According to Pro Football Focus, the offensive line surrendered 23 total pressures on 56 pass attempts, forcing quarterback Tom Brady to be under constant duress in Sunday’s 33-20 loss to the Dolphins in Miami.
The Patriots started with an offensive line of Nate Solder at left tackle, Marcus Cannon at left guard, Dan Connolly at center, Jordan Devey at right guard and Sebastian Vollmer at right tackle, but that was constantly changing as the team rotated all linemen who dressed for the game in and out.
Pro Football Focus also had Connolly, Cannon and Solder playing every offensive snap with Vollmer only missing one play. Devey saw significant time playing 64 snaps, followed by Ryan Wendell with 22. Rookie Cameron Fleming played more as a tight end on his four plays in the game.
“In this game we planned on playing all of our linemen, which we did,” Bill Belichick said in a conference call Monday. “We used Cam [Fleming] in some of our personnel groupings as a tight end and we used four guys to play the three positions inside. We felt like they all had played well, deserved to play, so that’s how we played them. I would say we didn’t really have a lot of communication issues. We just had some fundamental and technique — we had more fundamental and technique breakdowns than we did just bad — an assortment of mental errors. That was true defensively as well. I don’t think it was a game where there was a lot of missed assignments. It was more, I would say, a lack of execution of good fundamentals.”
It was the first regular season game for the group, as well as with new offensive line coach Dave DeGuglielmo. The grouping did not perform up to past standards as they allowed a total of four sacks. Solder, a three-year veteran, said Monday their struggles could have had something to do with the number of players rotating in and out without establishing any continuity.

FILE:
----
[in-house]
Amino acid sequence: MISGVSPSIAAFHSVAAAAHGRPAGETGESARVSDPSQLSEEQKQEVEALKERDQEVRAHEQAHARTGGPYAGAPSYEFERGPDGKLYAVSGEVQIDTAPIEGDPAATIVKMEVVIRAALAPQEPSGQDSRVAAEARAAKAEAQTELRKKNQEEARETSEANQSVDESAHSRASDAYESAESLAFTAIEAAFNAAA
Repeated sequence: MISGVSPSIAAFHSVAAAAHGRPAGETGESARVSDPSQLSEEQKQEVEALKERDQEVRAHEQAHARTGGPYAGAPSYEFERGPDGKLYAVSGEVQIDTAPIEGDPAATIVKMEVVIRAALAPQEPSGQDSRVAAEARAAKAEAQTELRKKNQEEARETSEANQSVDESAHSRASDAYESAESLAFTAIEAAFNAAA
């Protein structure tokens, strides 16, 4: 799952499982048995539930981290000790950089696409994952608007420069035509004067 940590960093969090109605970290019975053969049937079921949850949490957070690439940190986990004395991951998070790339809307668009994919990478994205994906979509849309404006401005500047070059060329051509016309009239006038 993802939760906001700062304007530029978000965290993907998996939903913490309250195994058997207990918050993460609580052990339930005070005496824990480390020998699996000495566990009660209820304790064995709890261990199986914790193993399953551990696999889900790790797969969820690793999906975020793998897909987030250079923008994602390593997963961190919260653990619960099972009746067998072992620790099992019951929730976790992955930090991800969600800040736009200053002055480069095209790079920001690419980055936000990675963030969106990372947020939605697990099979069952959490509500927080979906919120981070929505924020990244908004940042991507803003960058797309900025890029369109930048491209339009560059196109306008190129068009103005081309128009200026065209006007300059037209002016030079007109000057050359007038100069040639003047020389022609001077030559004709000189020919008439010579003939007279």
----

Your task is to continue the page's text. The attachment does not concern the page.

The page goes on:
“There might have been a little of that,” Solder said. “I think it’s just a matter of going through a lot of things together, gaining a familiarity. I think it will all work together if we continue to do the things we’re coached to do.”
|With Logan Mankins gone, what now for Patriots offensive line?||08.26.14 at 10:53 pm ET|
FOXBORO — In the space of 10 months, the Patriots have lost their longtime offensive line coach to retirement and their heart-and-soul offensive line captain to NFL economics.
The question now is, what will the Patriots do without Dante Scarnecchia and Logan Mankins? Part of that question has already been answered as new offensive line coach Dave Duglielmo has had a full spring and summer with the players he hopes will keep Tom Brady clean, healthy and upright all season.
But the second part of that equation is a big TBD.
“We have a lot of guys with a lot of good experience, like Dan Connolly and Ryan Wendell and Sebastian Vollmer and there’s a whole list of guys who know what they’re doing. We can definitely get by,” Solder said.